Ahmedabad: More than 22 crore aspirants applied for Union government jobs between 2014 and 2022. Among them was 27-year-old Pranjay (name changed for anonymity). Trained as an engineer, he applied for a job that required only matriculation – a technician’s role at the Indian Council for Agricultural Research under the Union government. He submitted his application in December 2021. Three years, repeated exams, and an abrupt cancellation of results later, he is still on a list, awaiting a job.

Teen saal ka lamba time lagtaa hai to aspirants frustrate ho jaate hain (If it takes three years to complete the recruitment process for a job, aspirants are bound to get frustrated),” he says. 

He cannot afford to give up. A Union government job would provide ‘security’, he believes.  

Jab tak age and attempt hai, koshish jari rakhunga (As long as I am age-eligible to take an attempt, I’ll keep trying),” says Pranjay. 

This wasn’t the first time Pranjay had faced a failed recruitment process by the government. He had similar experience with state-level government jobs earlier. In 2021, the Haryana Public Service Commission cancelled its exams eight months after holding them, without assigning a reason. Then, in 2022, he sat for the Bihar Public Service Commission exam, which was annulled after the examination papers were leaked. He took another shot at the UPSC civil service entrance exam on June 16, three days before this story was published.

Every year, millions of young Indians like Pranjay sit for multiple such exams. Each attempt incurs costs in the form of mental agony, physical strain from filling out forms, and sitting for exams across various parts of the country. And then there's the financial burden—all in the hope of securing one of the few government jobs available each year.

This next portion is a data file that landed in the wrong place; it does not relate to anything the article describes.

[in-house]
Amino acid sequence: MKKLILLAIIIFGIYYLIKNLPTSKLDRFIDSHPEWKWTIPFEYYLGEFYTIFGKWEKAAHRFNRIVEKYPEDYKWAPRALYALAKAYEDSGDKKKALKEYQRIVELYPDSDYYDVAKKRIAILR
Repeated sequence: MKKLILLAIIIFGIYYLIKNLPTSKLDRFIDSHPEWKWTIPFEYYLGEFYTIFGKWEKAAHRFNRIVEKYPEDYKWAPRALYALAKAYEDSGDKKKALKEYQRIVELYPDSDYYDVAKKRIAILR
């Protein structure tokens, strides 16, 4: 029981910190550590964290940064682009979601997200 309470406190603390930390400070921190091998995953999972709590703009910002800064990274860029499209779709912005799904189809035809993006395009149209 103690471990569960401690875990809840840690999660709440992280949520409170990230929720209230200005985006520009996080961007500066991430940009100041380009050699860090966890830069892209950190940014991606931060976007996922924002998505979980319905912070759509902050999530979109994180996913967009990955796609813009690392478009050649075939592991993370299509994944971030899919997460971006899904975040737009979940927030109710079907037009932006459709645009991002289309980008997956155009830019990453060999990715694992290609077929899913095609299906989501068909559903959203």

Source: Answer in Lok Sabha, July 27, 2022

To address this problem, at least in part, the Union government came up with a promising idea in February 2020. A common eligibility test that would serve as the basis for shortlisting candidates for various mid and junior-level jobs. Each year, an estimated three crore citizens apply for these positions.

India’s youth would no longer have to endure multiple stressful and financially debilitating tests conducted by various arms and agencies of the Union government. With this initiative, one exam would suffice, and the score obtained would enable candidates to apply for all Union government jobs at specified levels.

To conduct this test, the government said, it would set up a National Recruitment Agency, or NRA. 

In tune with Prime Minister Narendra Modi’s tendency to make grandiose statements, and oversell ideas and schemes, this initiative was also announced with florid claims. Modi described it as “a boon for crores of youngsters.”